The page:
US 6937283 B1
An imaging apparatus (50) for generating an image signal from incident light with higher spatial frequencies of the incident light limited to reduce undersampling artifacts. Apparatus (50) includes a detector plane (62) for generating the image signal from an array of photosites, (63) and an optical section having a relatively thin lithium niobate rhomboidal filter (51) interposed in the path of the incident light so as to produce a blurred image on the photosites. A filter configuration is disclosed which produces four spots (58) at the imaging sensors (62) positioned at the corners of a rhombus.
1. An imaging apparatus for generating an image signal from incident light with higher spatial frequencies of said incident light limited to reduce undersampling artifacts, said apparatus comprising:
an image sensor for generating the image signal from an array of photosites;
an optical section having a spatial filter made of a highly birefringent uniaxial crystal selected from a group consisting of lithium niobate and lithium tantalate interposed in the path of the incident image light so as to produce at least four spots at a detector plane; and
wherein said birefringent uniaxial crystal spatial filter is comprised of two double refractors, and said four spots form a rhomboidal pattern wherein a sharp angle of the rhomboid is 45° and wherein the spatial filter is rotated about an optical axis of the imaging apparatus such that a base of the rhomboidal pattern forms an angle with one of two major coordinates of the imaging apparatus of between 20° to 40°.
1. Technical Field
The present invention pertains to a low-pass optical filter used in an electronic imaging system to reduce aliasing or undersampling artifacts.
2. Background Art
An electronic imaging system typically produces a signal output corresponding to a viewed object by spatially sampling an image of the object in a regular pattern with an array of photosensitive elements, such as, for example, a charge-coupled device (CCD) solid-state image sensor. In such an imaging system, it is well-known that components in the object which contain fine details create frequencies too high to be analyzed within the sampling interval of the sensor and contribute to the amplitudes of lower frequency components, thereby produce imaging errors commonly referred to as aliasing or undersampling artifacts. In particular, if the spatial detail being imaged contains a high frequency component of a periodicity smaller than the pitch of the photosensitive picture elements of the solid state image sensor, the subsequent detection of this high frequency component tends to result in a spurious signal due to aliasing.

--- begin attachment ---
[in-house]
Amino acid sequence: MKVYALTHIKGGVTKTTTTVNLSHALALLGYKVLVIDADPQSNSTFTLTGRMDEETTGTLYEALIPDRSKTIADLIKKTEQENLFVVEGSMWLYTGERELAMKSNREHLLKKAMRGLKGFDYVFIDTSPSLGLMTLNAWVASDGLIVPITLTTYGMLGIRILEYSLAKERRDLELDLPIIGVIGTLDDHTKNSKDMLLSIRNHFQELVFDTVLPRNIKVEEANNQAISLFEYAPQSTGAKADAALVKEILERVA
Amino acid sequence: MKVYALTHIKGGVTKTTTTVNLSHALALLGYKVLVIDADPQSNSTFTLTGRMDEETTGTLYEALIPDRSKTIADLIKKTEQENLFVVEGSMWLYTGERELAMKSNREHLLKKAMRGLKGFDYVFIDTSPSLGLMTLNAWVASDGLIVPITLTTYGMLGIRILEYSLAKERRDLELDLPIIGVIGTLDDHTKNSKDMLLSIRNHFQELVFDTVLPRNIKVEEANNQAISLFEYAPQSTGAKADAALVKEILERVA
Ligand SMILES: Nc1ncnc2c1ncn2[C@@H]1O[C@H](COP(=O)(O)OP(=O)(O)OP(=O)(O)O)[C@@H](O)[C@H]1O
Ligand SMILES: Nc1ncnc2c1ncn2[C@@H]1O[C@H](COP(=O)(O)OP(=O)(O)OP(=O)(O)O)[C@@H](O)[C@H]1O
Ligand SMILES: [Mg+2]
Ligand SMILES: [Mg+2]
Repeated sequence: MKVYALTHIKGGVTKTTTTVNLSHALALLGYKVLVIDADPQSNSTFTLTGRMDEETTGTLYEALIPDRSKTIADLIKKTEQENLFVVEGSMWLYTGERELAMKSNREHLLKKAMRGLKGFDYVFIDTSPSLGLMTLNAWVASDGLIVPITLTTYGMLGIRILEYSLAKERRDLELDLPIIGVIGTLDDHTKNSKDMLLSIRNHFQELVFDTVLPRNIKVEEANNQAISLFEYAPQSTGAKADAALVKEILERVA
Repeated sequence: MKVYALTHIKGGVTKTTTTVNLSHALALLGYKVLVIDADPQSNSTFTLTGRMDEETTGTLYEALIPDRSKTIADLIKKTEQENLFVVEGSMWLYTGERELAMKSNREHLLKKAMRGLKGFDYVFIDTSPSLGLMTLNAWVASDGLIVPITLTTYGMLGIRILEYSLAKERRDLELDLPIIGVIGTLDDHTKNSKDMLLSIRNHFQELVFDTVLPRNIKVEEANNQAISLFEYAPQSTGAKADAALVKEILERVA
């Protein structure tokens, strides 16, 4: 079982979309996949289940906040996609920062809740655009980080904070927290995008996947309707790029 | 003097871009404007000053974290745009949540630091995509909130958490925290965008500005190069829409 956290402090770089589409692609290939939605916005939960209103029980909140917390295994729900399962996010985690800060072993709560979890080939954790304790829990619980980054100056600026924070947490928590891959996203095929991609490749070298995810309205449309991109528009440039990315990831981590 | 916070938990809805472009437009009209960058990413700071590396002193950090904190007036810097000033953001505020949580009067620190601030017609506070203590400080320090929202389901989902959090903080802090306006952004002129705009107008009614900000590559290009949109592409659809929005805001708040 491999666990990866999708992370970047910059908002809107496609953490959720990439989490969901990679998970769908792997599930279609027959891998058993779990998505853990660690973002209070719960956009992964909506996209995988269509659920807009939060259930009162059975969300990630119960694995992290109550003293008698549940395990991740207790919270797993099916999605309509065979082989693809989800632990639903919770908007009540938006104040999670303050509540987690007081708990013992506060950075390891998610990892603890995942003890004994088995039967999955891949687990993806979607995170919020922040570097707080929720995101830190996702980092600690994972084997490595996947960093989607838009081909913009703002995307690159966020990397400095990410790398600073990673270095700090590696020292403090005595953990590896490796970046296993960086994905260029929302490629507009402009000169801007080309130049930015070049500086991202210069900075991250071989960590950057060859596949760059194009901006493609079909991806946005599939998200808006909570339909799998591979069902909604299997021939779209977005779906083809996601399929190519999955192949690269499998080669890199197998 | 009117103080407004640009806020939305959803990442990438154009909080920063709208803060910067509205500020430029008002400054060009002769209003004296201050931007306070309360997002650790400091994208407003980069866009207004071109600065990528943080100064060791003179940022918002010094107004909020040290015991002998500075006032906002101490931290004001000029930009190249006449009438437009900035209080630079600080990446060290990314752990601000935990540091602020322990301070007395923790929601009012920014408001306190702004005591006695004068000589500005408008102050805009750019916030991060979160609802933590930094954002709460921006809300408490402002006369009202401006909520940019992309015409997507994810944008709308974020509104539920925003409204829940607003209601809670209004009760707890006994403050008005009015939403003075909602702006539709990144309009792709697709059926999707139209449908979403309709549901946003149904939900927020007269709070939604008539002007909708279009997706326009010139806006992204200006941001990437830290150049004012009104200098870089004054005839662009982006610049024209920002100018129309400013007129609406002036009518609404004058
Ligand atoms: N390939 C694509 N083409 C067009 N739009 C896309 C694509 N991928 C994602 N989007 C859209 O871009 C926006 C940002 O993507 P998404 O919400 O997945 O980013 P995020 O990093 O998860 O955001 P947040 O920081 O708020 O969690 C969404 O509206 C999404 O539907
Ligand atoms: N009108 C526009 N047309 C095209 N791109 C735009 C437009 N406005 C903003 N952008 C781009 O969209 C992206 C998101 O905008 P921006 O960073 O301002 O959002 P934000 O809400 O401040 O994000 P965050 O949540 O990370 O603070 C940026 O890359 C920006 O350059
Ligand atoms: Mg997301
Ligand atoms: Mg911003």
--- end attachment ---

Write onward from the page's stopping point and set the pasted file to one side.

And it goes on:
In general, the electronic imaging system can minimize aliasing if its optical section has a frequency response that cuts off, or filters out, the higher frequency content of the object being imaged. As a result, the optical section generally employs an optical low pass filter to substantially reduce the high frequency component contained in the spatial detail of the image received by the image sensor. Thus, prior art design of electronic imaging systems involves a trade-off between image sharpness and the susceptibility of the imaging system to aliasing distortions or undersampling artifacts.
To limit these artifacts, an optical filter, for example, a birefringent blur filter, has become a common component in consumer color video cameras. U.S. Pat. Nos. 4,101,929 and 4,896,217 show typical examples of such filters. Such a filter is usually placed between a lens and the image sensor to provide a low-pass filter function which reduces the spatial frequency content of the object at frequencies above the Nyquist frequency of the photosensitive elements. This makes the imaging system less susceptible to aliasing distortion. For example, for sensors which have equal pixel densities in each of the sensed colors, thus each of the sensed colors have the same Nyquist frequency, an achromatic low-pass, or “blur,” function is effective in minimizing aliasing distortion. Such a function can readily be provided by a birefringent filter.
The birefringent blur filter is typically composed of filter plates manufactured from a crystalline material like quartz that exhibits a dual refraction effect when the crystal axes of the filter plates are oriented at an angle with respect to the plate surface. In this orientation, a randomly polarized ray of light passing through such a filter plate emerges as two separated polarized rays. The combination of several of such plates produces a multiple spot pattern from each incident point in the image. If this spot pattern distributes light energy over multiple photosensitive elements, then the blur effect is obtained. This will limit the optical transfer function of the system at spatial frequencies above the Nyquist frequency of the photosensitive elements.